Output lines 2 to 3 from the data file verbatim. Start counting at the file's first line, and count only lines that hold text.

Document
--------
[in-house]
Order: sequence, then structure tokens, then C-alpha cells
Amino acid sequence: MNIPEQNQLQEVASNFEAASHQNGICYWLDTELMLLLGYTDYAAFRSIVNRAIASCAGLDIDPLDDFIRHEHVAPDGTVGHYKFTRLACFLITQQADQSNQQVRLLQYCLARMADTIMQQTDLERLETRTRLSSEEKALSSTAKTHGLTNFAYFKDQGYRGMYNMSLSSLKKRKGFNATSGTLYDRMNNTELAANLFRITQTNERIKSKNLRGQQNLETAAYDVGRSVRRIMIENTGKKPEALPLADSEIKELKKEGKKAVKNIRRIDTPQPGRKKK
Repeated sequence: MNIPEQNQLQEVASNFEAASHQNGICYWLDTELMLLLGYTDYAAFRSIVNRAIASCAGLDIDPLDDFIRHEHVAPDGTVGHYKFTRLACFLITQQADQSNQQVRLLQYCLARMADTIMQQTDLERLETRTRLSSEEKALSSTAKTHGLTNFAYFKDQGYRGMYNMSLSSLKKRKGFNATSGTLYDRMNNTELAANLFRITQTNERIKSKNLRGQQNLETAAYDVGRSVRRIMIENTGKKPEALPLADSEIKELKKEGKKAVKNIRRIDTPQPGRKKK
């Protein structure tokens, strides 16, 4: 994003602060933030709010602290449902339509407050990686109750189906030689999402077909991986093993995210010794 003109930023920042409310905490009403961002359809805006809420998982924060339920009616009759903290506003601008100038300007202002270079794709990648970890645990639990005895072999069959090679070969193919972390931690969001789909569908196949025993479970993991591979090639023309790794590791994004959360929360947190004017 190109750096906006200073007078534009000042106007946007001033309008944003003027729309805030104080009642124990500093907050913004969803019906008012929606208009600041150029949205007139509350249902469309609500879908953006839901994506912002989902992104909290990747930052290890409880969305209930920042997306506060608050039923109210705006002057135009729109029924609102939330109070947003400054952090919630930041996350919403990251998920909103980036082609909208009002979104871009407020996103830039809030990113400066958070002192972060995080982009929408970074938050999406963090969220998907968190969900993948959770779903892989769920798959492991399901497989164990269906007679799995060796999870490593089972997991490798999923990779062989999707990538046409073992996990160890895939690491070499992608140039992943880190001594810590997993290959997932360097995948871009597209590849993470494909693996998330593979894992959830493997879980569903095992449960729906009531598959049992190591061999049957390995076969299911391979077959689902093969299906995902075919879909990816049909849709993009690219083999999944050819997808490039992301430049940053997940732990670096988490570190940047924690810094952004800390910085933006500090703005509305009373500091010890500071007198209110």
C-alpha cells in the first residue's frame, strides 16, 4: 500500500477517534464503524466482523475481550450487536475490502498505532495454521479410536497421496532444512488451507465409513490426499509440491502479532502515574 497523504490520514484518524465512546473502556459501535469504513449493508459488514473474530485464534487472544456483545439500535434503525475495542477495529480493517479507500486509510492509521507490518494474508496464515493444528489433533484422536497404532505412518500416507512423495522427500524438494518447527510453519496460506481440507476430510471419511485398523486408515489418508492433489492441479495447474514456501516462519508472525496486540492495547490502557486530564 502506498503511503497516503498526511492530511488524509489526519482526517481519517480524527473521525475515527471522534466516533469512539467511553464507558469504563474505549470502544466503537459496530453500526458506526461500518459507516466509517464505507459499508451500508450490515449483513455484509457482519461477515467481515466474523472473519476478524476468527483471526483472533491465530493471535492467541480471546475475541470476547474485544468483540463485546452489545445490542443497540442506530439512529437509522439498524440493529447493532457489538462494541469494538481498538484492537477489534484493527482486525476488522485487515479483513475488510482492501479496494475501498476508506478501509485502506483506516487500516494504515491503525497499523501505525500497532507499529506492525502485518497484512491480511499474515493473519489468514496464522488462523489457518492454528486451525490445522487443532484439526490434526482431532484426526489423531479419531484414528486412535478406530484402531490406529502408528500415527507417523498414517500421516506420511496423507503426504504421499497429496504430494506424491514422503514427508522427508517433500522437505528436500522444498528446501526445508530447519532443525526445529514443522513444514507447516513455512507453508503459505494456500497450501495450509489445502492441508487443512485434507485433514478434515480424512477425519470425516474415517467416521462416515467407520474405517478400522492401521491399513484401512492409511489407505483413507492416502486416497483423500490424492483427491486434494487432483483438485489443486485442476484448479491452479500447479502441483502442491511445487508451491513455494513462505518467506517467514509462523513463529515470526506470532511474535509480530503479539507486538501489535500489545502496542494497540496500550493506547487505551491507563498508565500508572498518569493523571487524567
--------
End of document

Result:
Order: sequence, then structure tokens, then C-alpha cells
Amino acid sequence: MNIPEQNQLQEVASNFEAASHQNGICYWLDTELMLLLGYTDYAAFRSIVNRAIASCAGLDIDPLDDFIRHEHVAPDGTVGHYKFTRLACFLITQQADQSNQQVRLLQYCLARMADTIMQQTDLERLETRTRLSSEEKALSSTAKTHGLTNFAYFKDQGYRGMYNMSLSSLKKRKGFNATSGTLYDRMNNTELAANLFRITQTNERIKSKNLRGQQNLETAAYDVGRSVRRIMIENTGKKPEALPLADSEIKELKKEGKKAVKNIRRIDTPQPGRKKK